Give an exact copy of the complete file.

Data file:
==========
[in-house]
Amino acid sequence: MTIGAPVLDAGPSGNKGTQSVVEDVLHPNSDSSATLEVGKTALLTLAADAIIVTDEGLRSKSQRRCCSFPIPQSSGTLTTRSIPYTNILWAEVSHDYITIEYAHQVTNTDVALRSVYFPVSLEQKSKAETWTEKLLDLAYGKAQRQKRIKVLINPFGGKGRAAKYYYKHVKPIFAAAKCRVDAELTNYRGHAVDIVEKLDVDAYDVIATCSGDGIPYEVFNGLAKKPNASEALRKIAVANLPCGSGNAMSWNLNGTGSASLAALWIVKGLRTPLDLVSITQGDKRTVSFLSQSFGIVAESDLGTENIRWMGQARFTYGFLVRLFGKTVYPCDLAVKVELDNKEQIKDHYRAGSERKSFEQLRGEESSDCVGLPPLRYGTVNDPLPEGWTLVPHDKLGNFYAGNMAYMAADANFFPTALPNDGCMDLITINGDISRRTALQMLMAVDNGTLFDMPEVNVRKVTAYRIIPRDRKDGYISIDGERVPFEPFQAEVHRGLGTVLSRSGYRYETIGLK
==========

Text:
[in-house]
Amino acid sequence: MTIGAPVLDAGPSGNKGTQSVVEDVLHPNSDSSATLEVGKTALLTLAADAIIVTDEGLRSKSQRRCCSFPIPQSSGTLTTRSIPYTNILWAEVSHDYITIEYAHQVTNTDVALRSVYFPVSLEQKSKAETWTEKLLDLAYGKAQRQKRIKVLINPFGGKGRAAKYYYKHVKPIFAAAKCRVDAELTNYRGHAVDIVEKLDVDAYDVIATCSGDGIPYEVFNGLAKKPNASEALRKIAVANLPCGSGNAMSWNLNGTGSASLAALWIVKGLRTPLDLVSITQGDKRTVSFLSQSFGIVAESDLGTENIRWMGQARFTYGFLVRLFGKTVYPCDLAVKVELDNKEQIKDHYRAGSERKSFEQLRGEESSDCVGLPPLRYGTVNDPLPEGWTLVPHDKLGNFYAGNMAYMAADANFFPTALPNDGCMDLITINGDISRRTALQMLMAVDNGTLFDMPEVNVRKVTAYRIIPRDRKDGYISIDGERVPFEPFQAEVHRGLGTVLSRSGYRYETIGLK